S. A. Cosby is a writer from Southeastern Virginia. He won the 2019 Anthony Award for Best Short Story for “The Grass Beneath My Feet”, and his previous books include Brotherhood of the Blade and My Darkest Prayer. He resides in Gloucester, Virginia. When not writing, he is an avid hiker and chess player.
Read Chapter 1 of Blacktop Wasteland Below
Please note, the following contains mature language.
Beauregard thought the night sky looked like a painting.
Laughter filled the air only to be drowned out by a cacophony of revving engines as the moon slid from behind the clouds. The bass from the sound system in a nearby Chevelle was hitting him in his chest so hard, it felt like someone was performing CPR on him. There were about a dozen other late-model cars parked haphazardly in front of the old convenience store. In addition to the Chevelle, there was a Maverick, two Impalas, a few Camaros and five or six more examples of the heyday of American muscle. The air was cool and filled with the scent of gas and oil. The rich, acrid smell of exhaust fumes and burnt rubber. A choir of crickets and whippoorwills tried in vain to be heard. Beauregard closed his eyes and strained his ears. He could hear them but just barely. They were screaming for love. He thought a lot of people spent a large part of their life doing the same thing.
The wind caught the sign hanging above his head from the arm of a pole that extended twenty feet into the air. It creaked as the breeze moved it back and forth.
CARTER SPEEDE MART the sign proclaimed in big black letters set against a white background. The sign was beginning to yellow with age. The letters were worn and chipped. The cheap paint flaking away like dried skin. The second “E” had disappeared from the word “SPEEDEE.” Beauregard wondered what had happened to Carter. He wondered if he had disappeared too.
“Ain’t none of y’all motherfuckers ready for the legendary Olds! Y’all might as well go on back home to your ugly wives and try and get some Tuesday night pussy. For real though, y’all ain’t got nothing for the legendary Olds! She does 60 in second. Five hundred dollars line to line. Huh? Y’all mighty quiet. Come on, the Olds done sent many a boy home with his pockets lighter. I done outrun more cops than the Duke boys in the Olds! You ain’t just beating the Olds, homeboy!” a guy named Warren Crocker crowed. He was strutting around his ’76 Oldsmobile Cutlass. It was a beautiful car. A dark green body with chrome Mag rims and chrome trim that ran across its surface like liquid lightning. Smoked-out glass and LED lights emitted an ethereal bluish glow like some bioluminescent sea creature.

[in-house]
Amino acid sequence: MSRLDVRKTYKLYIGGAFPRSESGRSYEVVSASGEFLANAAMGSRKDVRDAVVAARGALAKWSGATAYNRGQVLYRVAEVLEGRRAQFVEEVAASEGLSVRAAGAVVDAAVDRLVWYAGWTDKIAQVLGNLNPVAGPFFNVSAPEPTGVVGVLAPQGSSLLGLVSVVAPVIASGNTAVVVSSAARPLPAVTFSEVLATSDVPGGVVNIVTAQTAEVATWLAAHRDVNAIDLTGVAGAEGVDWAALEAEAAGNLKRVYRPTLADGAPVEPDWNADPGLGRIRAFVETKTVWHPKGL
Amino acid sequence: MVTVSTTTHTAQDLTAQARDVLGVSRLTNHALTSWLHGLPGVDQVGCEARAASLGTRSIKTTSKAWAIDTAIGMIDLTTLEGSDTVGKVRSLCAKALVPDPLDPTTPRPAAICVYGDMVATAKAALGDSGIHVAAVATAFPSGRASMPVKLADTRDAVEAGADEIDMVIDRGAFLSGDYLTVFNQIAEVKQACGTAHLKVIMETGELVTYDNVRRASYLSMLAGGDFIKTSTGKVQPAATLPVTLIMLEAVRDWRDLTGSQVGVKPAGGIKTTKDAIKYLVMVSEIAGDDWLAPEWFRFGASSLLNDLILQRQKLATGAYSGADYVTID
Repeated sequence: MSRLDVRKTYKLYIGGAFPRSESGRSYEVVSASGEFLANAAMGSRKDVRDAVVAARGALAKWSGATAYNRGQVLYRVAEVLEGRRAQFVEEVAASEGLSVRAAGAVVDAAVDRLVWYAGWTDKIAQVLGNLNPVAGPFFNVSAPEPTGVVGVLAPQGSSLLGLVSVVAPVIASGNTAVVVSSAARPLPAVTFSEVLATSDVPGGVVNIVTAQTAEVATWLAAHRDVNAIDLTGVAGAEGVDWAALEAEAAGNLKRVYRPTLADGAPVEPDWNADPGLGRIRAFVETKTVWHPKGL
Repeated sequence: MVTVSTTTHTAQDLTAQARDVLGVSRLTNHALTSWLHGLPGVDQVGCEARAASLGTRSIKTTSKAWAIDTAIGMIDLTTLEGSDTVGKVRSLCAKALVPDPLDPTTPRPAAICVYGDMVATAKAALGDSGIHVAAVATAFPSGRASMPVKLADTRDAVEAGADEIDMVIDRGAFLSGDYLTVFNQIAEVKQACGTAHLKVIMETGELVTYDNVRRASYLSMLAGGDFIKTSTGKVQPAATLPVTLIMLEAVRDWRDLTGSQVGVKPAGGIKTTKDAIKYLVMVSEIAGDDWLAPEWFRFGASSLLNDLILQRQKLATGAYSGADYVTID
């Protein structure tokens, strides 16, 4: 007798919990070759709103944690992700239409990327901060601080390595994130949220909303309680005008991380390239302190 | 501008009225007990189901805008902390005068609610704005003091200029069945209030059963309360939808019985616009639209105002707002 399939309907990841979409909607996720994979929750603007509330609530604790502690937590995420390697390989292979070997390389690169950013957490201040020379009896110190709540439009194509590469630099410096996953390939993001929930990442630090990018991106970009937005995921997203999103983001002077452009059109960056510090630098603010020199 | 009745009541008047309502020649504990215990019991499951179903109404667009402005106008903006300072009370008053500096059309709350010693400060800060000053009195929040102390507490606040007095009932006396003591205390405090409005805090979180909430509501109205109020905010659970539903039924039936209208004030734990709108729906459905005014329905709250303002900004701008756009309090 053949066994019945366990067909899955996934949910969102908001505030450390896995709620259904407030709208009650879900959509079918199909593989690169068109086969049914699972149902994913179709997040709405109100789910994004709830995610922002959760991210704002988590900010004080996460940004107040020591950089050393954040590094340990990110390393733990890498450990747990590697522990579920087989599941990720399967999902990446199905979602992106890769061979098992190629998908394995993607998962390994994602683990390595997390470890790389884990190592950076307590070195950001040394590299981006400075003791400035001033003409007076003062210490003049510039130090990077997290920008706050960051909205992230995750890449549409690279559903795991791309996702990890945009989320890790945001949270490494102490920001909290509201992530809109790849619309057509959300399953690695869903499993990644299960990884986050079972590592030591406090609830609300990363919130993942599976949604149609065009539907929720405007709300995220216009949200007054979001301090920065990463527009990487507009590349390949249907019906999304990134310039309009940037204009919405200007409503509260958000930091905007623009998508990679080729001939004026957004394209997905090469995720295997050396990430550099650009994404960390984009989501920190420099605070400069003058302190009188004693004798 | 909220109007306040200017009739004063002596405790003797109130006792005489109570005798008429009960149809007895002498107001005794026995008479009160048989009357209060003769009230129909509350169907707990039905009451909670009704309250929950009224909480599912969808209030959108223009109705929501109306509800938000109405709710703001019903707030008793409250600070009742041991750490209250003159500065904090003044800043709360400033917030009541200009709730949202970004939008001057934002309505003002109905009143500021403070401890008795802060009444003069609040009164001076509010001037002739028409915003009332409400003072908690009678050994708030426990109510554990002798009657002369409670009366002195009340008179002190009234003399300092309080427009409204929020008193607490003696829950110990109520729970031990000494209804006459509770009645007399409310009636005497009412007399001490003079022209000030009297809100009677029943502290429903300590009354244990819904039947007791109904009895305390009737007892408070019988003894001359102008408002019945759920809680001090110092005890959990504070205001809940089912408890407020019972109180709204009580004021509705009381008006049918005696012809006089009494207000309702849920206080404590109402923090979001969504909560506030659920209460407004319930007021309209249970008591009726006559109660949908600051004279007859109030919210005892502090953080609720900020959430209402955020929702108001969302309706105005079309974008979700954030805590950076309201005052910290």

Beauregard leaned against his Duster as Warren pontificated about the invincibility of the Oldsmobile. Beauregard let him talk. Talk didn’t mean anything. Talk didn’t drive the car. Talk was just noise. He had $1,000 in his pocket. It was all the profits from the last two weeks at the garage after most of the bills had been paid. He was $800 short on the rent for the building that housed his business. It had come down to a choice between the rent or glasses for his youngest. Which wasn’t really a choice at all. So, he had reached out to his cousin Kelvin and asked him to find out where the nearest street race was being held. Kelvin still knew some guys who knew some guys who knew where the money races could be found.
Click the links below to read reviews about Blacktop Wasteland
Take A Dangerous Ride Through ‘Blacktop Wasteland’ (NPR)
A Roaring, Full-Throttle Thriller, Crackling With Tension and Charm (New York Times)
In a groundbreaking crime novel, Black lives matter in the rural South (LA Times)
‘Blacktop Wasteland’ one of the best of the year (The Detroit News)
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|Please joinW. Paul Coates and S.A. Cosbyfor a Zoom book discussion on Blacktop Wasteland|
Sunday, August 306 PM Eastern Time
Only registered guests will be able to join